Electric car owners in UK are charged up to 60% more for insurance than in the case of comparable conventional gasoline cars.

According to the consumer website HonestJohn.co.uk, dearer insurance could be one of the causes that all-electric car sales in the UK decreased by over 3% during the first half of this year.

The advice is to add one more incentives in form of abolition of Insurance Premium Tax on pure electric cars.

"HonestJohn.co.uk is calling on the government to scrap Insurance Premium Tax (IPT) for electric vehicles after it emerged that some EVs cost as much as 60% more than their petrol-powered equivalents to insure."

"High list prices, range anxiety and limited access to charging points have all been routinely blamed but the issue of highly charged insurance premiums has been quietly ignored."

Why are BEVs more expensive to insure? Well, it must have something to do with the higher upfront price and loftier repair costs.

HonestJohn.co.uk Managing Editor, Dan Powell said:

“If the government is serious about getting more people into genuine zero-emission electric vehicles, rather than plug-in hybrids, then there needs to be decisive action. And the government itself holds the key. At present, it takes 12% off every motor insurance premium in IPT. If it removed IPT from pure electric vehicles, then premiums would instantly drop and this would improve the incentive for buyers to swap their diesel or petrol for pure electric.”

For example, insuring a 2015 Renault ZOE costs 60% more (£395) than a similarly priced and equipped 2015 Renault Clio (£247), according to the article.

We are not sure whether there should be a new incentive as there is a general Plug-In Car Grant already available (lowered from full £5,000 to £4,500 some time ago).

Renault ZOE

Renault ZOE

"HonestJohn.co.uk‘s analysis of the insurance market revealed that pure electric cars carry a hefty premium when it comes to comprehensive cover, with some models up to 60 per cent more expensive to insure than their petrol or diesel counterparts.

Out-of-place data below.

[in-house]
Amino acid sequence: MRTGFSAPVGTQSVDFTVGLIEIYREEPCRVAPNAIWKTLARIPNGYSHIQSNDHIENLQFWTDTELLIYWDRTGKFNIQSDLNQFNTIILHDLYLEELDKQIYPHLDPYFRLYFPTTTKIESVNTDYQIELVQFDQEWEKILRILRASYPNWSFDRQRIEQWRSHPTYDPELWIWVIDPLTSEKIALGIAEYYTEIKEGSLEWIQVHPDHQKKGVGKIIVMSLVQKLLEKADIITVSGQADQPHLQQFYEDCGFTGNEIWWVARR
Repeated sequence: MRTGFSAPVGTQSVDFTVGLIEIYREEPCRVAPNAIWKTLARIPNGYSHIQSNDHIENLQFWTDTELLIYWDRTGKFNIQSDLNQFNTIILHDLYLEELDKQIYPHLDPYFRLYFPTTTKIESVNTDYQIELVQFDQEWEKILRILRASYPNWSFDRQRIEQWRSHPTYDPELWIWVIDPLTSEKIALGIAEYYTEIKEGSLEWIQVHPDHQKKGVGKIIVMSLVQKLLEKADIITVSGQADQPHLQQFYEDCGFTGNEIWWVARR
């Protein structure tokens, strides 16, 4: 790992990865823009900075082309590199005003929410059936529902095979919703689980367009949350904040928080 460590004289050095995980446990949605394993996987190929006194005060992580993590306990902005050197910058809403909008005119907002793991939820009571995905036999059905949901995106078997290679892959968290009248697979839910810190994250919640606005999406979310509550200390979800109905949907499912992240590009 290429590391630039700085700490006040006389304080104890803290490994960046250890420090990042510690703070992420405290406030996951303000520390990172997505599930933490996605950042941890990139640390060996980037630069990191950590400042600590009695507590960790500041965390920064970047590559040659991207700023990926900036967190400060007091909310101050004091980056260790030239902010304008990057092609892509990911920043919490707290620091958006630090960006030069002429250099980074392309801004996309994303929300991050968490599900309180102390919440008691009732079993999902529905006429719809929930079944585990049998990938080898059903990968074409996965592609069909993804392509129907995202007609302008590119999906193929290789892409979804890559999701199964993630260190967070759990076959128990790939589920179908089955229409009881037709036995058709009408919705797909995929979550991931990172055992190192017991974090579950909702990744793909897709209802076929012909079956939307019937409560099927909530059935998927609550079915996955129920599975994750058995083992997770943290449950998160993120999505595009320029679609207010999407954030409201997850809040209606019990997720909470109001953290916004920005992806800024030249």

To make matters worse, it is young professionals - the target buyers for most EVs - being hardest hit, with some insurers demanding more than £1,800 for 12 months’ cover.

“While on the one hand electric vehicles tend to be smaller and less powerful, they also need specialist parts and skills to repair so may cost more to insure in some cases,” said a spokesperson for the Association of British Insurers. “But drivers can expect pressure on insurance premiums to reduce as the technology becomes more widespread”

After receiving complaints from HonestJohn.co.uk readers about the unaffordable cost of insurance for electric cars, the website analysed the market to see what a typical driver can expect to pay for comprehensive 12 month policy.

A test quote on similar models and car manufacturers from Confused.com found a female driver aged between 30 and 55 who had no motoring convictions showed that a petrol car with a comprehensive motor insurance policy was £567. Meanwhile it was £607 for a diesel car and £751 for an electric vehicle. Running the same quote for a male aged under 25 revealed that the average annual insurance policy would cost £1484 for a petrol car, £1592 for a diesel and a whopping £1854 for an electric vehicle.

Delve into the numbers at GoCompare for a professional in their 30s and the costs for insurance drop, but the price disparity grows. For example, a 35-year-old accountant living in a city with five years’ no claims can expect to pay £247 when it comes to insuring a 2015 Renault Clio petrol. A similar fully comprehensive quote for the same firm’s electric Zoe is £395 – 60 per cent higher than the Clio, despite the fact that both are similar priced and equipped.

“Until people actually live with electric cars, there’s a perception that owning one comes with a compromise,” added Dan Powell. “Many of these compromises have already been addressed – EVs have a good range, are quickly and easily charged and are getting cheaper to buy, but the government and insurance industries are doing the future of electromobility no favours at all, and this is something that requires immediate change.”

Typical Premiums for a used car*

Electric model Average premium Petrol model Average premium
Nissan LEAF £368 Nissan Micra £253
Renault Zoe £395 Renault Clio £247
Volkswagen E-Golf £388 Volkswagen Golf GTI £387

*Based on GoCompare average quotes on a 2015 car and a 35-year old accountant, living in Bristol, with five year’s NCB. Quotes obtained July 2018."

Source: HonestJohn.co.uk

Got a tip for us? Email: tips@insideevs.com